Google has included the search for the oud – the Arabian lute – to the Holiday Logo for Christmas 2010.
It’s great that google has added this search for an inmportan plucked instrument that is played all over the Middle East.
Wikipedia about the oud:
The oud (Arabic: عود ʿūd, plural:أعواد, a‘wād; Assyrian:ܥܘܕ ūd, Persian: بربط barbat; Turkish: ud or ut; Greek: ούτι; Armenian: ուդ, Azeri: ud; Hebrew: עוד ud; Somali: cuud or kaban) is a pear-shaped stringed instrument commonly used in North Africa (Chaabi, Andalusian, …) and Middle Eastern music. The modern oud and the European lute both descend from a common ancestor via diverging evolutionary paths. The oud is readily distinguished by its lack of frets and smaller neck.
Those are the special features of the oud (shortened from Wikipedia):
- Lack of frets: The oud, unlike many other plucked stringed instruments, does not have a fretted neck. This allows the player to be more expressive by using slides and vibrato. It also makes it possible to play the microtones of the Arabic Maqam System.
- Strings: With some exceptions, the modern oud has eleven strings. Ten of these strings are paired together in courses of two. The eleventh, lowest string remains single.
- Pegbox: The pegbox of the oud is bent back at a 45-90° angle from the neck of the instrument. This provides the necessary tension that prevents the pegs from slipping. The tension of the strings helps to hold what would otherwise be a weak joint together. The design is elegant and evolved before the design was written down. The nut is held in place by the string tension, rather than being glued.
- Body: The oud’s body has a staved, bowl-like back resembling the outside of half a watermelon, unlike the flat back of a guitar. This bowl allows the oud to resonate and have a particular tone quality. The shape is structurally very strong and stable enabling it to be very thin.
- Sound-holes: The oud generally has one to three sound-holes, which may be either oval or circular, and often are decorated with a carved bone or wooden rosette.
You can find detailed information about the oud in the Atlas of Plucked Instruments: http://www.atlasofpluckedinstruments.com/middle_east.htm
Google Holiday Logo Christmas 2010 with the Oud
With this search you can find many interesting pages about the oud: http://www.google.de/#q=Oud&ct=holiday10-hp&oi=ddle&hl=de&fp=3cadb483bc8f8289
Some time ago I have found the interesting homepage of Mahmoud Turkmeni, an oud player, guitarist and composer who lives in Switzerland.
Mahmoud Turkmani – Oud Player, Guitarist, Composer
As a composer Mahmoud Turkmani has added new elements to the traditional playing style of the oud. He uses the oud in his compositions which are enriched by multimedia elements as can be seen in the second video of a performance of his composition Ya Sharr Mout.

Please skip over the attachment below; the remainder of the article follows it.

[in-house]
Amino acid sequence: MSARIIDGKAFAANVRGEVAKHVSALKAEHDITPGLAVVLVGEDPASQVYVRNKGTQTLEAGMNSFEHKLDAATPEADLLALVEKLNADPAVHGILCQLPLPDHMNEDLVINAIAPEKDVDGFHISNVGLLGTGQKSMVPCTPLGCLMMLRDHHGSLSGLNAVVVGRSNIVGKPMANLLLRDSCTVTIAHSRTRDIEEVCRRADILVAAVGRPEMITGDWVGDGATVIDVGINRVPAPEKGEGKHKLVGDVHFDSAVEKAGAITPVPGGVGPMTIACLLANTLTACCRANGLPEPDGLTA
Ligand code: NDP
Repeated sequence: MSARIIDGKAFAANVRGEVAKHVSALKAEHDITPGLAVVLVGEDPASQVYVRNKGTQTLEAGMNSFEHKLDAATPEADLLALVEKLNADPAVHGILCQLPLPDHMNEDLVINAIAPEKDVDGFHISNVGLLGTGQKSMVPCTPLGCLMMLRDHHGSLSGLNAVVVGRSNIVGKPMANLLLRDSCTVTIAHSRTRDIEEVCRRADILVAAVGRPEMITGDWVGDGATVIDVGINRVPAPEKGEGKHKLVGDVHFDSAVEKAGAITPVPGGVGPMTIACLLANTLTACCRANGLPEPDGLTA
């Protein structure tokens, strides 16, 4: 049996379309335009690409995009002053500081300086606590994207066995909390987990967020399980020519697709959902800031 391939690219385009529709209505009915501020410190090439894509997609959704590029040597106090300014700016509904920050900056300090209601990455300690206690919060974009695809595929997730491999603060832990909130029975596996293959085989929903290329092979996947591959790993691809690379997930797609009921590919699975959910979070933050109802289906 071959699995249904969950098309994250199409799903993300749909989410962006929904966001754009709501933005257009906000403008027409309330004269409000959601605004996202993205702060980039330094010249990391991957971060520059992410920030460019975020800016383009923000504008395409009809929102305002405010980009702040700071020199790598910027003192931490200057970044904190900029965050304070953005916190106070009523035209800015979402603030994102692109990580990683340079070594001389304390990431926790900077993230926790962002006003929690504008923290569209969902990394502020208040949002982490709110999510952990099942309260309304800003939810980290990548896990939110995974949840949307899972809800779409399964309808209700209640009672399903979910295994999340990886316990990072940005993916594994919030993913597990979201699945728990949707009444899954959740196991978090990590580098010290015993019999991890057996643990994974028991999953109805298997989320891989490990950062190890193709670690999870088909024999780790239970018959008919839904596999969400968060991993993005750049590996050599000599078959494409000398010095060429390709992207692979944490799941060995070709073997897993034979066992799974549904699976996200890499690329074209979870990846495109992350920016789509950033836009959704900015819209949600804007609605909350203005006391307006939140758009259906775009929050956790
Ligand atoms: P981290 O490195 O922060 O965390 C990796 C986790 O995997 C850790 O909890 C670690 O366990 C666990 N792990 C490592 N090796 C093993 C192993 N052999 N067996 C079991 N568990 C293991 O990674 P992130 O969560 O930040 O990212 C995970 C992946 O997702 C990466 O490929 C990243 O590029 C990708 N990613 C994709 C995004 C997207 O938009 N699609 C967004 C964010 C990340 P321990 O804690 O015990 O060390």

Biography (shortened from Mahmoud Turkmani homepage)
The innovative guitarist, composer an oud player Mahmoud Turkmani is considered as a renovator and bridge-builder between contemporary Western-classical and Arabic-traditional music. Mahmoud Turkmani who was born in 1964 in Northern Lebanon studied from 1984 to 1989 classical guitar and composition at the Moscow Academy for Music. After his graduation he continued his studies at Oscar Ghiglia (1989/90, Conservatory of Basle, Switzerland), Juan Carmona (1991/92, Flamenco Programme, Andalucia) und Stephan Schmidt (1994-97, Conservatory of Berne, Switzerland). Stephan Schmidt encouraged him to develop his own musical language. It took Mahmoud Turkmani several years to devise his own musical world which, based on his own multicultural background, found its unique form and expressiveness.
Since 1994 Mahmoud Turkmani has composed works for well-known artists and ensembles such as Keyvan Chemirani, Barry Guy, Patricia Kopatchinskaya, Conrad Steinmann, Matthias Ziegler, the Trio Aspekte, the Erato String Quartet, the Eos Guitar Quartet, the Berne Symphony Orchestra and the Cairo Symphony Orchestra. In the multimedial project “Ya Sharr Mout” Mahmoud Turkmani experiments with video, word and sound. Currently, he is working on a composition about the book “Liliths Return” by the Lebanese writer Joumana Haddad.
This is a solo piece by Mahmoud Turkmani in which you can see the oud and the playing technique very well:
Mahmoud Turkmani- Soudfa / صدفة
Ya Sharr Mout – Live in Beirut
“Ya Sharr Mout” is an audio-visual performance by composer and musician Mahmoud Turkmani (http://www.mahmoudturkmani.com ) and VJ Rhaps (Michael Spahr, http://rhaps.com ) with texts by Nadia Tuéni. This film shows parts of the opening concert in Beirut, Lebanon, in October 2007. (Footage by www.dschointventschr.ch)
Another interesting player of the oud is the young Mohamed Abozekry. He is listed in the Guinnes Book of Records as the youngest professor for the oud!
Oudiste talented and precocious, Mohamed Abozekry begins in 2004 followed the teachings of famous Iraqi musician Naseer Shamma in the Beit el Oud (Arabic Lute House) in Cairo. In 2007, he obtained the diploma of soloist and Professor with the Award of Excellence. Then aged 15 years, he became the youngest professor of the Arab oud.
mohamed abozekry (moga): wave
Homepage Mahmoud Turkmani with information and many videos: http://www.mahmoudturkmani.com/
youtube channel of Mahmoud Turkmani : http://www.youtube.com/user/mturkmani
Link collection about the oud: http://pinboard.in/u:mandoisland/t:oud/
Find more youtube videos of Mohammed Abozekry: http://www.youtube.com/results?search_query=Mohammed+Abozekry&aq=f